Oral Hygiene - Hampstead Dental Practice

Gum (Periodontal) Disease

Have you ever noticed:

  • Bleeding gums
  • Loose or mobile teeth
  • Tartar build-up
  • Bad breath
  • Receding gums, giving the appearance of long teeth?
  • These are signs that you may be suffering from Periodontal diseaseContact

The word periodontal means ‘surrounding a tooth’. Periodontal disease (more commonly known as gum disease) attacks the tissues, bone and ligaments supporting your teeth. It is a common cause of tooth loss in adults and can often affect people while presenting no discernible symptoms.

Periodontal disease is caused by bacteria from plaque that spread down into the gumline of our teeth and cause inflammation in the gums. This early gum inflammation is called gingivitis and is associated with redness and bleeding when we brush or floss our teeth. Gingivitis and is an easily treatable condition with reversible effects.

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However, if gingivitis is not detected and treated, the inflammation of gingivitis continues and becomes chronic. The bacteria can continue migrate further down the tooth roots and underneath the gumline until eventually, more than just the gums are involved.

The jawbone surrounding our teeth can become affected as well. This is called periodontitis and is characterised by bone loss around the teeth. With bad smelling bacteria, plaque and tartar (or calculus) residing deep under the gum line, bone loss continues with time. This damage cannot be reversed once sustained. The affected teeth can become loose or mobile and ultimately, they are lost.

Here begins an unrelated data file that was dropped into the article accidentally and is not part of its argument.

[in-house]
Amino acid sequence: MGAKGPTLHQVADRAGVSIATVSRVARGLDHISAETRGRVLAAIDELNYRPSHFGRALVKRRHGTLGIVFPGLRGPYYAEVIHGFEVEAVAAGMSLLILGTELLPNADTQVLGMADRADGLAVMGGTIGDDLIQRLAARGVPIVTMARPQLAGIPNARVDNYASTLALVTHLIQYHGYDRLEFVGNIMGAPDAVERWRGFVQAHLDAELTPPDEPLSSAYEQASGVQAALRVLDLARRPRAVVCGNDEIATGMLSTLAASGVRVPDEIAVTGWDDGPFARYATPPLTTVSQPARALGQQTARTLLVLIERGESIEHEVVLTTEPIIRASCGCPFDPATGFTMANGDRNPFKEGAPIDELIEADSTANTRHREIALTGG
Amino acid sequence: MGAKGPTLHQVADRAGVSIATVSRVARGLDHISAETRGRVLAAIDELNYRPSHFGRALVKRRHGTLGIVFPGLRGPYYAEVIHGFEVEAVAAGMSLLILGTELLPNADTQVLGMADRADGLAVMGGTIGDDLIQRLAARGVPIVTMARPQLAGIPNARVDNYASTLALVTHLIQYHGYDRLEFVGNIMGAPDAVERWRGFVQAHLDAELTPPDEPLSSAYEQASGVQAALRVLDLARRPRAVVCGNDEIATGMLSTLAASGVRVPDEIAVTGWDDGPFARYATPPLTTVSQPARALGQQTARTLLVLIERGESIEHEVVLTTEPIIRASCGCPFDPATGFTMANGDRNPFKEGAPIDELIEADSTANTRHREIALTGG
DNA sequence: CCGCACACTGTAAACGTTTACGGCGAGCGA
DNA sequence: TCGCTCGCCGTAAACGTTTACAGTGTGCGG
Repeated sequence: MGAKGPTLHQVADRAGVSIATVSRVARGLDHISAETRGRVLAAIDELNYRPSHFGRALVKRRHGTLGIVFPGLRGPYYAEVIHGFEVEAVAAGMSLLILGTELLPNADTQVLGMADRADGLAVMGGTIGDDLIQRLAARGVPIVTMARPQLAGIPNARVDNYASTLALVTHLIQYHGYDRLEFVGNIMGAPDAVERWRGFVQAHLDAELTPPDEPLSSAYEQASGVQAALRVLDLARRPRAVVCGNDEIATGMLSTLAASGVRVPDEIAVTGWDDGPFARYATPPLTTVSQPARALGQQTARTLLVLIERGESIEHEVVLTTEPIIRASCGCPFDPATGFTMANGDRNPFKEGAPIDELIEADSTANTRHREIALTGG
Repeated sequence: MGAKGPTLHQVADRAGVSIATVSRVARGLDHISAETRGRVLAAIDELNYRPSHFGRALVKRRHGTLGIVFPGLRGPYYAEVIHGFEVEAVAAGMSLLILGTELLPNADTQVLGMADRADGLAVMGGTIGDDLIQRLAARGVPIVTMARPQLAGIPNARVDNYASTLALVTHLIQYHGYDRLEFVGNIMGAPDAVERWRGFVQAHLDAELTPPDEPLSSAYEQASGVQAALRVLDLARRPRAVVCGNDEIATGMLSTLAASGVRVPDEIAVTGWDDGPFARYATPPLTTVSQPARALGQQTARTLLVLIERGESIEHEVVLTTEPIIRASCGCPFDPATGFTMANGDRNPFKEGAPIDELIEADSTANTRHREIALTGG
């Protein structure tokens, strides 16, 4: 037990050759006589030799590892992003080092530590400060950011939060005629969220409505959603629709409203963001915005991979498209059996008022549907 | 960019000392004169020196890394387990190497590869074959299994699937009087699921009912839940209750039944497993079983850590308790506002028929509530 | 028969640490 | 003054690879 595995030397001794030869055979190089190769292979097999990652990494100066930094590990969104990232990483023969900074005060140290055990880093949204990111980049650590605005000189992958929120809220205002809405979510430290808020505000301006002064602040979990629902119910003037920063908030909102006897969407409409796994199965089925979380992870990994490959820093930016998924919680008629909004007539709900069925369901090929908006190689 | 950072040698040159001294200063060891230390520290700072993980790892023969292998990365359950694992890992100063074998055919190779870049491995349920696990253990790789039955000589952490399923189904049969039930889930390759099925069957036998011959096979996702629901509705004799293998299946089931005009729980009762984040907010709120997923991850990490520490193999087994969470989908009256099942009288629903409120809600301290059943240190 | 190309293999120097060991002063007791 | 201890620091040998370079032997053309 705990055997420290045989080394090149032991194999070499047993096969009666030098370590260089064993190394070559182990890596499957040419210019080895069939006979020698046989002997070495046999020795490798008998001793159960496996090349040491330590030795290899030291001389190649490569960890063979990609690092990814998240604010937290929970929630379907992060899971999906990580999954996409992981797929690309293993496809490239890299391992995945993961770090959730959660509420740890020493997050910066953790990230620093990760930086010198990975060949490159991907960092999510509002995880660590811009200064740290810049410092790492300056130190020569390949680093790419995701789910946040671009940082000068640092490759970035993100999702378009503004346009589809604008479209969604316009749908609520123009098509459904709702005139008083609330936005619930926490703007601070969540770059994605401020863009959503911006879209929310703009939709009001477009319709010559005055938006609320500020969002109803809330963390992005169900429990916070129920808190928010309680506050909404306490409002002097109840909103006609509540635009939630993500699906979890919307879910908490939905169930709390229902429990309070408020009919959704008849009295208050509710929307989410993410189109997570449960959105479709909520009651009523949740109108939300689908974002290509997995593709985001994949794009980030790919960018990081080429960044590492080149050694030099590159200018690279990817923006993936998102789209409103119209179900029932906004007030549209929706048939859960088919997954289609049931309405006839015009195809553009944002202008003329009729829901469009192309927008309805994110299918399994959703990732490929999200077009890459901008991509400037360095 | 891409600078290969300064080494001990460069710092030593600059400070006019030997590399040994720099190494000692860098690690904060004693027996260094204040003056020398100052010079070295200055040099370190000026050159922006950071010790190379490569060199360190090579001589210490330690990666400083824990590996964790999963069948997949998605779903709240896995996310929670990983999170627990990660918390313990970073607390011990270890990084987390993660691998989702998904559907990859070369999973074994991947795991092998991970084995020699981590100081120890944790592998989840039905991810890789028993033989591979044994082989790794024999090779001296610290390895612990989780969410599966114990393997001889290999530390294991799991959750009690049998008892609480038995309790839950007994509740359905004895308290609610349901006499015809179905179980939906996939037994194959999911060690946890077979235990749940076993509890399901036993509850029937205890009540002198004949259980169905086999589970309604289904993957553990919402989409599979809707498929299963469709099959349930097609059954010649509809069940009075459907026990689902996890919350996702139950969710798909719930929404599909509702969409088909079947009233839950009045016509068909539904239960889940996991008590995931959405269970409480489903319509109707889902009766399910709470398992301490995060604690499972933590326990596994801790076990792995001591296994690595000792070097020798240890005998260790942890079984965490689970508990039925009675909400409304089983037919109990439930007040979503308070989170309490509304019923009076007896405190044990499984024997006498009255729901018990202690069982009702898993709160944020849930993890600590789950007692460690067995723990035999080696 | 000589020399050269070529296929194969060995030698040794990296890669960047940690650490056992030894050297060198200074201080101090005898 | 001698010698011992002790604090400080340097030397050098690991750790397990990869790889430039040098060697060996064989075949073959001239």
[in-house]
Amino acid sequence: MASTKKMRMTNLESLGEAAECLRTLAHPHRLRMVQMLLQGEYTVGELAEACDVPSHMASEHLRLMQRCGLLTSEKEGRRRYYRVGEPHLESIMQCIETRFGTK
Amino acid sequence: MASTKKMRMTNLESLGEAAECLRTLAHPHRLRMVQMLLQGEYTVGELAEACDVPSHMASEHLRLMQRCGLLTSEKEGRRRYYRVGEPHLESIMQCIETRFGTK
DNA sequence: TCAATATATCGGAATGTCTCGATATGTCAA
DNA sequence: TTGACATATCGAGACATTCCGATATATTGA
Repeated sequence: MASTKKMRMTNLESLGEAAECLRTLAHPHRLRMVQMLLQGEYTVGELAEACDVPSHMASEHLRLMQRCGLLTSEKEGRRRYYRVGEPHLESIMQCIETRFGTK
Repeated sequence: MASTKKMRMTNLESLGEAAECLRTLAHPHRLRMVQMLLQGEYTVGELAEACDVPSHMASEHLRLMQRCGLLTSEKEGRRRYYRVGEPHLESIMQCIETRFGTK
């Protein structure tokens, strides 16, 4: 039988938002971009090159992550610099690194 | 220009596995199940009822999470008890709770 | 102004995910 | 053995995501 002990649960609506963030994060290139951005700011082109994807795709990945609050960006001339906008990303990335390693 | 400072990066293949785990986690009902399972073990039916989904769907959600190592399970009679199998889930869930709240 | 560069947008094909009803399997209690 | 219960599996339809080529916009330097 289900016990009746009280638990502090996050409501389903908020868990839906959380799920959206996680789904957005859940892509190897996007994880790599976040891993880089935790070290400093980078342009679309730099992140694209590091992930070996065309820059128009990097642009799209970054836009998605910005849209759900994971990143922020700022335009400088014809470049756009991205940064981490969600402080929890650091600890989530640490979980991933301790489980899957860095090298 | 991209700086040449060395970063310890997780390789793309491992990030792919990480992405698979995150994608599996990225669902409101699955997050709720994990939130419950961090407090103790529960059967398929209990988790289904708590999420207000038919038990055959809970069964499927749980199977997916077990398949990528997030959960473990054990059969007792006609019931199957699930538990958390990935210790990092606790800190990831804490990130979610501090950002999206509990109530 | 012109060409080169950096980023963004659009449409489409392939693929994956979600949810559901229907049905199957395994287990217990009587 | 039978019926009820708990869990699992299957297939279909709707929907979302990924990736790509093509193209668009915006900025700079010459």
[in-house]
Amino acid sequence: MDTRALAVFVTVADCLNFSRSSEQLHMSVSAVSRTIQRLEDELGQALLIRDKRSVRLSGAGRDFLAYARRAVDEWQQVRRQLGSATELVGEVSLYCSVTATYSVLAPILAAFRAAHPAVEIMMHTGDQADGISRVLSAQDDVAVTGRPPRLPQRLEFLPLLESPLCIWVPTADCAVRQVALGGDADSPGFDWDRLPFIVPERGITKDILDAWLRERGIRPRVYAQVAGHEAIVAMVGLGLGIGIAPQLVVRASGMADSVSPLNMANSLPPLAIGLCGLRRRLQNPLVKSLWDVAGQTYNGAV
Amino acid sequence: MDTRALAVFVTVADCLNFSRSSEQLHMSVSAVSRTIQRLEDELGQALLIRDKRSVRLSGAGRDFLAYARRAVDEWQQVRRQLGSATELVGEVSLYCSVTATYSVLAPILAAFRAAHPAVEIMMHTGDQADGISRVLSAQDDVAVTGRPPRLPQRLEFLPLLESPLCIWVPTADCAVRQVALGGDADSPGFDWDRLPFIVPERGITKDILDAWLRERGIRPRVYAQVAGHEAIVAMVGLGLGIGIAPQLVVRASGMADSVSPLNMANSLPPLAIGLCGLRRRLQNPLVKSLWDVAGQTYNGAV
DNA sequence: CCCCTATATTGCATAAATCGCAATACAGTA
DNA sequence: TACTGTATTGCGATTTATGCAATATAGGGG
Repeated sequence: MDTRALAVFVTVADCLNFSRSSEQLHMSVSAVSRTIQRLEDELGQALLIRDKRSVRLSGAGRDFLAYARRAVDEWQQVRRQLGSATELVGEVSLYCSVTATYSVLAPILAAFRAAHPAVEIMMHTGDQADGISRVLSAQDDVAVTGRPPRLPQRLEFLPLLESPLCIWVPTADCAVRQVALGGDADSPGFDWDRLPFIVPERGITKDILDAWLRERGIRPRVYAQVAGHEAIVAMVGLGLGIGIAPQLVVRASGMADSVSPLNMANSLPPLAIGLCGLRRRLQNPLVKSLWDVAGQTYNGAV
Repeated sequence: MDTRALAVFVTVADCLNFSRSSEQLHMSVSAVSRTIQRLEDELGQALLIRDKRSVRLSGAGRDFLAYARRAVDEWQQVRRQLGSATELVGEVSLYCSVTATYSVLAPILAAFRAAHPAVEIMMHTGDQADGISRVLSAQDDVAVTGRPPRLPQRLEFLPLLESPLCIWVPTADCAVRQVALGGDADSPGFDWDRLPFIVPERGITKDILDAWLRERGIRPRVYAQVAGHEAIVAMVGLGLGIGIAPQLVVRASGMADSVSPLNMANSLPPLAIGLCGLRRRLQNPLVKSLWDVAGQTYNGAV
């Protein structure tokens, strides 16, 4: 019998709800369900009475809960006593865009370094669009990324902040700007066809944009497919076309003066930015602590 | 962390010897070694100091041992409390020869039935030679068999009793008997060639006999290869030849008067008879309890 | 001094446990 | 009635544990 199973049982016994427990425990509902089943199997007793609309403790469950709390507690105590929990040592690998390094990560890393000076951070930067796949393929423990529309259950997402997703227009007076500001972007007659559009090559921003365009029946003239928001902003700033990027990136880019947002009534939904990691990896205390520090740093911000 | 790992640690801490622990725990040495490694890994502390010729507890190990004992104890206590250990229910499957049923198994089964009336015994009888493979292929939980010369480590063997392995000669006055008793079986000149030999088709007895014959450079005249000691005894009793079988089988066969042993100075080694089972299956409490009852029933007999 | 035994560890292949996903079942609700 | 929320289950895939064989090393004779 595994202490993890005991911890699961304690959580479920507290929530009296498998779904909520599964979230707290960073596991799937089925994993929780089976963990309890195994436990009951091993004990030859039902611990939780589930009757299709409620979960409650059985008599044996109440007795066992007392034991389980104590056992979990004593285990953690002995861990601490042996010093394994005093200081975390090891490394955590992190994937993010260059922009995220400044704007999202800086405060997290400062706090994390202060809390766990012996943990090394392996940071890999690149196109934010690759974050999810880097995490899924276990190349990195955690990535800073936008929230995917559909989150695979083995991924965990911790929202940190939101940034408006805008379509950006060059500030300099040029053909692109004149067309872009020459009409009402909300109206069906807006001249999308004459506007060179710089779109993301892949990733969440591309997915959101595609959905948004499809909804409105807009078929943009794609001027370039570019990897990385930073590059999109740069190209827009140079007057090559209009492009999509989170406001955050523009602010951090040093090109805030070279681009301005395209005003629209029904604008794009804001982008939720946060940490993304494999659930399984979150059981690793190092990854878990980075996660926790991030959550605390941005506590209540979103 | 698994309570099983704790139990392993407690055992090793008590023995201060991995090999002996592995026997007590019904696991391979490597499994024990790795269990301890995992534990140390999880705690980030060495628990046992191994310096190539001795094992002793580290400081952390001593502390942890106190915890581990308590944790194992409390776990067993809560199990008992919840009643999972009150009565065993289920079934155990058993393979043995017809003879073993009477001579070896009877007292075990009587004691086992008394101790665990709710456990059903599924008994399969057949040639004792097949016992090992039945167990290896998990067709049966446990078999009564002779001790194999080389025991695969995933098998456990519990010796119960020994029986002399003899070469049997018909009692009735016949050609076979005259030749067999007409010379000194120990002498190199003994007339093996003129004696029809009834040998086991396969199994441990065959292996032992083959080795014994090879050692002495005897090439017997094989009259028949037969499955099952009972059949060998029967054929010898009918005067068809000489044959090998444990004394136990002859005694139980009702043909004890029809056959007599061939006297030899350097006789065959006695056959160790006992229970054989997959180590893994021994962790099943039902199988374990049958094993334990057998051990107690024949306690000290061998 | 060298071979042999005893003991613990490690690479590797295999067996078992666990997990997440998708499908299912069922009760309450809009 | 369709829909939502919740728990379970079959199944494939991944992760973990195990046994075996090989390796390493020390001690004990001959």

There is usually no pain associated with gingivitis or periodontitis, so it is hard to know if you are affected. However, bleeding gums, tartar buildup, gum recession and bad breath may all be signs of periodontal disease.

Treatment of Periodontal Disease

With problems such as recurrent infections, usually the best solution is wisdom teeth removal*. Wisdom teeth removal is a relatively common procedure, carried out on many patients.

The treatment for both gingivitis or periodontitis is straightforward: regular and thorough professional cleaning of the teeth and infected gums and maintenance of excellent home oral hygiene care. Basically, if the bacterial cause of the inflammation is removed, the disease will stop.

However, it is not always easy. Once bone is lost, is very difficult to regenerate. The damage of bone loss is often irreversible and can lead to teeth becoming loose and eventually lost. For this reason, prevention of the bone loss associated with periodontal disease is the best approach.

Is Periodontal Disease linked to our general health?

Research has also proved that periodontal disease is directly linked to our general health and if left untreated can increase risks of developing more serious conditions such as heart disease, cardiovascular disease, respiratory conditions and diabetes. This highlights the importance of regular dental exams to help detect and treat periodontal disease before it escalates.

Prevention of Gum Disease

Early detection is important in the fight against periodontal disease. Almost all adults will suffer from the disease at some point in their lives. The risk can be minimised by maintaining a thorough oral hygiene routine and regular six monthly visits to the dentist for a professional clean and examination. Once the disease is present, it is important to receive treatment from your dentist to halt the progress of the infection.

Periodontal Treatment

If you are experiencing any of the symptoms described above, contact Hampstead Dental Practice to arrange a consultation.

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